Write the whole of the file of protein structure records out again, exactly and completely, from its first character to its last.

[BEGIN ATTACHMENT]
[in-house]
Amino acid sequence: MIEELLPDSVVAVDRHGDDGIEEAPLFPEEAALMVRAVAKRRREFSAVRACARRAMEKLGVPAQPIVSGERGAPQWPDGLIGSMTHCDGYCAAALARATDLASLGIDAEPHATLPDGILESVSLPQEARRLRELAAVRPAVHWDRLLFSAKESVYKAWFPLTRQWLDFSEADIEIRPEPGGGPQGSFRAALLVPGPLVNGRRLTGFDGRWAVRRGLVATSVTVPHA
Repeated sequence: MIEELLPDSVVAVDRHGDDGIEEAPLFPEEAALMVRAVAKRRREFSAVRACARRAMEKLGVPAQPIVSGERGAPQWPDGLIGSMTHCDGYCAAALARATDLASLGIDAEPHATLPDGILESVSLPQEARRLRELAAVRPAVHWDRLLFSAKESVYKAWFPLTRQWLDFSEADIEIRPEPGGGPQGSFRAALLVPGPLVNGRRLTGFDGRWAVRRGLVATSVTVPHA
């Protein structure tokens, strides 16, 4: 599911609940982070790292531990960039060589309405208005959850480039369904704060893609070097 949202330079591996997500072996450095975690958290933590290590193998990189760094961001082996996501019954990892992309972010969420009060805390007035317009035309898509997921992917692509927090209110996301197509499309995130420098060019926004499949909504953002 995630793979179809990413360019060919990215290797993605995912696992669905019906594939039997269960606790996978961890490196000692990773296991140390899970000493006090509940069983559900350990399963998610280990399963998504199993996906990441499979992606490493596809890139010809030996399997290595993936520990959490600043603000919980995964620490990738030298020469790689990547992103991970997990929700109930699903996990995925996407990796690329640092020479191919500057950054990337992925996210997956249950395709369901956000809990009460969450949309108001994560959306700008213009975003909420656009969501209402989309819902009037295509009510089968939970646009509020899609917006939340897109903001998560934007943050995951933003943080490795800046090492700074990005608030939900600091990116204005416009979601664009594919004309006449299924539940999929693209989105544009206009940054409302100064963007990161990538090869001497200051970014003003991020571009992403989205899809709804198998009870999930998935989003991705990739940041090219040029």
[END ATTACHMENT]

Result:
[in-house]
Amino acid sequence: MIEELLPDSVVAVDRHGDDGIEEAPLFPEEAALMVRAVAKRRREFSAVRACARRAMEKLGVPAQPIVSGERGAPQWPDGLIGSMTHCDGYCAAALARATDLASLGIDAEPHATLPDGILESVSLPQEARRLRELAAVRPAVHWDRLLFSAKESVYKAWFPLTRQWLDFSEADIEIRPEPGGGPQGSFRAALLVPGPLVNGRRLTGFDGRWAVRRGLVATSVTVPHA
Repeated sequence: MIEELLPDSVVAVDRHGDDGIEEAPLFPEEAALMVRAVAKRRREFSAVRACARRAMEKLGVPAQPIVSGERGAPQWPDGLIGSMTHCDGYCAAALARATDLASLGIDAEPHATLPDGILESVSLPQEARRLRELAAVRPAVHWDRLLFSAKESVYKAWFPLTRQWLDFSEADIEIRPEPGGGPQGSFRAALLVPGPLVNGRRLTGFDGRWAVRRGLVATSVTVPHA
């Protein structure tokens, strides 16, 4: 599911609940982070790292531990960039060589309405208005959850480039369904704060893609070097 949202330079591996997500072996450095975690958290933590290590193998990189760094961001082996996501019954990892992309972010969420009060805390007035317009035309898509997921992917692509927090209110996301197509499309995130420098060019926004499949909504953002 995630793979179809990413360019060919990215290797993605995912696992669905019906594939039997269960606790996978961890490196000692990773296991140390899970000493006090509940069983559900350990399963998610280990399963998504199993996906990441499979992606490493596809890139010809030996399997290595993936520990959490600043603000919980995964620490990738030298020469790689990547992103991970997990929700109930699903996990995925996407990796690329640092020479191919500057950054990337992925996210997956249950395709369901956000809990009460969450949309108001994560959306700008213009975003909420656009969501209402989309819902009037295509009510089968939970646009509020899609917006939340897109903001998560934007943050995951933003943080490795800046090492700074990005608030939900600091990116204005416009979601664009594919004309006449299924539940999929693209989105544009206009940054409302100064963007990161990538090869001497200051970014003003991020571009992403989205899809709804198998009870999930998935989003991705990739940041090219040029």